1. Things were different for me. I owned an SNES as a kid but not a Sega Genesis, and I never had any raw irrational hatred for the competing platforms. Looking at magazine pics of games for the Genesis (and its attachments) and the TG-16, I never saw THE ENEMY; instead I saw these cool-looking games I may never get to know.

    I did get to play some of the Genesis library as a kid through various sources, big stuff like Sonic 2 and 3 and Streets of Rage 2, but I didn't own one until well after the system was dead. My experience with the library post mortem is that the Genesis lineup was a lot more...well, arcadey compared to the SNES lineup. Great stuff here and there, but generally the average experience has less longevity, I guess? Maybe it's just that the SNES had a lot more RPGs while the Mega Drive was very platformer and shooter heavy.

    Still plenty of games I'd like to try.

    1. Oh no, the Genesis library leaned more toward the arcadey for sure. That's what I liked about it, though. I got rather tired of my arcade favorites being fed through the Nintendo-izer when they were ported to the NES.

      Having said that, the games don't age as well as Super NES titles in this age of emulation. It's a problem I've noticed on the ColecoVision, which had a similarly arcade-focused library.

  2. Nice write-up, Jess! It's funny how we kind of had the opposite 16-bit experiences as teens. Although, really, as much as I loved the SNES my brother and I bought, the TG-16 was my true love back then. (You think you were considered lame for preferring the Genesis? Think about us poor TG-16 fans. There were folks even then who didn't know what the hell a TG-16 was!) Also, I was a bit more ... open-minded than you were. Although I didn't own a Genesis when the system was still relevant, I regularly rented one due to my curiosity with games like Shining Force and Landstalker and Lunar and Gunstar Heroes. Sigh, if only I could've owned them all :)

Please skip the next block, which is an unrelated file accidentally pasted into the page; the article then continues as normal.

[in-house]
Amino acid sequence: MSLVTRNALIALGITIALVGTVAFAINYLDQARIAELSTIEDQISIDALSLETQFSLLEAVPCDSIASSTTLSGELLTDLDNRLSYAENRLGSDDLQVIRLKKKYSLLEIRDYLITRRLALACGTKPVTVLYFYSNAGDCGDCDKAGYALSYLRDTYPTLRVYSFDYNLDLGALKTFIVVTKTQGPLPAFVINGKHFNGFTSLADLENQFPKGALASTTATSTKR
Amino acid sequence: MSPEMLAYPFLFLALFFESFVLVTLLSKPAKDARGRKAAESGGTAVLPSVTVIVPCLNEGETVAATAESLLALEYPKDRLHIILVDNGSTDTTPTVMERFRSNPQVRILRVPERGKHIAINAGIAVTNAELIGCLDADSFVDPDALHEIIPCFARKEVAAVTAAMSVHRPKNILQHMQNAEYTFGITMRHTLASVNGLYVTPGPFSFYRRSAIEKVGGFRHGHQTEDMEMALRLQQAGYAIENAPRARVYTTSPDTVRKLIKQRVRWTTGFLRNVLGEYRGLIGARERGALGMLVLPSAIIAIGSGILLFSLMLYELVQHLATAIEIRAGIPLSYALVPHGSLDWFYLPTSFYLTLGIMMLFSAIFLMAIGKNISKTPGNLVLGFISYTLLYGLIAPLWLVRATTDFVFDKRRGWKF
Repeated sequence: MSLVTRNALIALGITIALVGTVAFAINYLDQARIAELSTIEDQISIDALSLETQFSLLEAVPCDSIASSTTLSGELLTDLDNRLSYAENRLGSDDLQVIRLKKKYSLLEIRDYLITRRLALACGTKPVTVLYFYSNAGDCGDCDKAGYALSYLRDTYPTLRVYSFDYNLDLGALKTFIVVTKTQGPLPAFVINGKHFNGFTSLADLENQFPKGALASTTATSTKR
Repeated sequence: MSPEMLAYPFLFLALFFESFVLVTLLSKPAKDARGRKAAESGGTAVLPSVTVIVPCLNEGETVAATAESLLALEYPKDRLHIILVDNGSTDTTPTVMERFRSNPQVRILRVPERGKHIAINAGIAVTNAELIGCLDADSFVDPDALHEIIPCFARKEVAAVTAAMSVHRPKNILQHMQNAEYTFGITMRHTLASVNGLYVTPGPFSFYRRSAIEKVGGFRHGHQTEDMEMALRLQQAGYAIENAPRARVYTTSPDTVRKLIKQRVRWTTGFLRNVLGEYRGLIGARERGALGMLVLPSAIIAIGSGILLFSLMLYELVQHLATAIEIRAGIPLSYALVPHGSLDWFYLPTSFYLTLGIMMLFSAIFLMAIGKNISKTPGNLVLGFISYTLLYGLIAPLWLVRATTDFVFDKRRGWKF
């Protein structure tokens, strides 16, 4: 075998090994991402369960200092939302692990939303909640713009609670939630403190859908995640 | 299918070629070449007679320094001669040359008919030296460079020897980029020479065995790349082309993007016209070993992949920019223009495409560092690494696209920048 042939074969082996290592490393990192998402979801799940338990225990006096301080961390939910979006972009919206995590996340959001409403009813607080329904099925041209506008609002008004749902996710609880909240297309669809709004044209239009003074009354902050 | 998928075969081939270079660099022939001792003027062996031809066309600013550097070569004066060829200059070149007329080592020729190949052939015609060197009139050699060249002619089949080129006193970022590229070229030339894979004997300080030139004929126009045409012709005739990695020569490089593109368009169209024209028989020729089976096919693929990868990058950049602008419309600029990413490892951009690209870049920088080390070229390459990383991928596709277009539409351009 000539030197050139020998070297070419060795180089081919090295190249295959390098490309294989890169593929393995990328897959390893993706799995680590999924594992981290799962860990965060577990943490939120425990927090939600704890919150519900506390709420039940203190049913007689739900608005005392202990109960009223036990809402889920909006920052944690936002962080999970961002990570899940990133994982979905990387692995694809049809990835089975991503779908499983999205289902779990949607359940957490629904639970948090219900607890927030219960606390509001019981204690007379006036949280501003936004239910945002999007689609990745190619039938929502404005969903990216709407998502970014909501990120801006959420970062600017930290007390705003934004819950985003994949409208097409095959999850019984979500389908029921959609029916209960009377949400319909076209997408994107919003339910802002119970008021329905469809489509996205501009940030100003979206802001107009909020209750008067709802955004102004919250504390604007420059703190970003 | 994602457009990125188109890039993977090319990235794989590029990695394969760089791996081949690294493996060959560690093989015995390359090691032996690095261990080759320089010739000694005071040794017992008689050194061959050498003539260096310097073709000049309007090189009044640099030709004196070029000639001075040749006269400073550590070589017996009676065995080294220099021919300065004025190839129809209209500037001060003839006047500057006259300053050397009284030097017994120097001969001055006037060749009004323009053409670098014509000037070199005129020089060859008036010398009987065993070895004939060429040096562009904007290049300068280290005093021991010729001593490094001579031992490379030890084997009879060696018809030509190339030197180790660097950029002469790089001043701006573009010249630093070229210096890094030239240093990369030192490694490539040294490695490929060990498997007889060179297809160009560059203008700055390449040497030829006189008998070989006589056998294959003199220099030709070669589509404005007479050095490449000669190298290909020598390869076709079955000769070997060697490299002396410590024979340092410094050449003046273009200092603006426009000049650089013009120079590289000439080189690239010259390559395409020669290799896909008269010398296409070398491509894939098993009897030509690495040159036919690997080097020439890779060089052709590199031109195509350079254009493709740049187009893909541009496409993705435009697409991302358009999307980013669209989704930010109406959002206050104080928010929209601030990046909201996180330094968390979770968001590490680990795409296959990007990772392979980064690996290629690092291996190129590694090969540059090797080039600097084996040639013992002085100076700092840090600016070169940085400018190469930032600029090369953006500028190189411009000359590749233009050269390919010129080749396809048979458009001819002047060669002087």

1. Man, I never even saw a physical TG-16 as a kid. It was, like, that system that was only in catalogs where I lived. Local video stores didn't even have the games for rent.

      Playing its games on Virtual Console, well, let's just say my interests primarily laid with the Turbo Duo stuff. Though I did enjoy Devil's Crush and Bomberman '94. I mean, there's some games with great art styles there, but the library feels even more arcade-ish than the Genesis was somehow.

    2. Honestly, I don't think I was lame for preferring the Genesis... but I WAS lame for being so fanatical about it. Like I said, Sega could fight its own battles; it didn't need me as a spokesman.

      The Turbografx-16 was kind of on my periphery as well. I knew of its existence, and would occasionally play its games when I visited one of the makeshift game rooms I mentioned earlier. (I had a strange fascination with Bravoman... it wasn't GOOD, but it was novel at least.) But it wasn't a system I HAD to have, and those awful Johnny Turbo comics from GamePro embittered me toward all things TurboGrafx. Gamers were never so divided as they were during the 16-bit console wars, and a contentious ad campaign from one of the losers was like sticking your fist through a hornet's nest.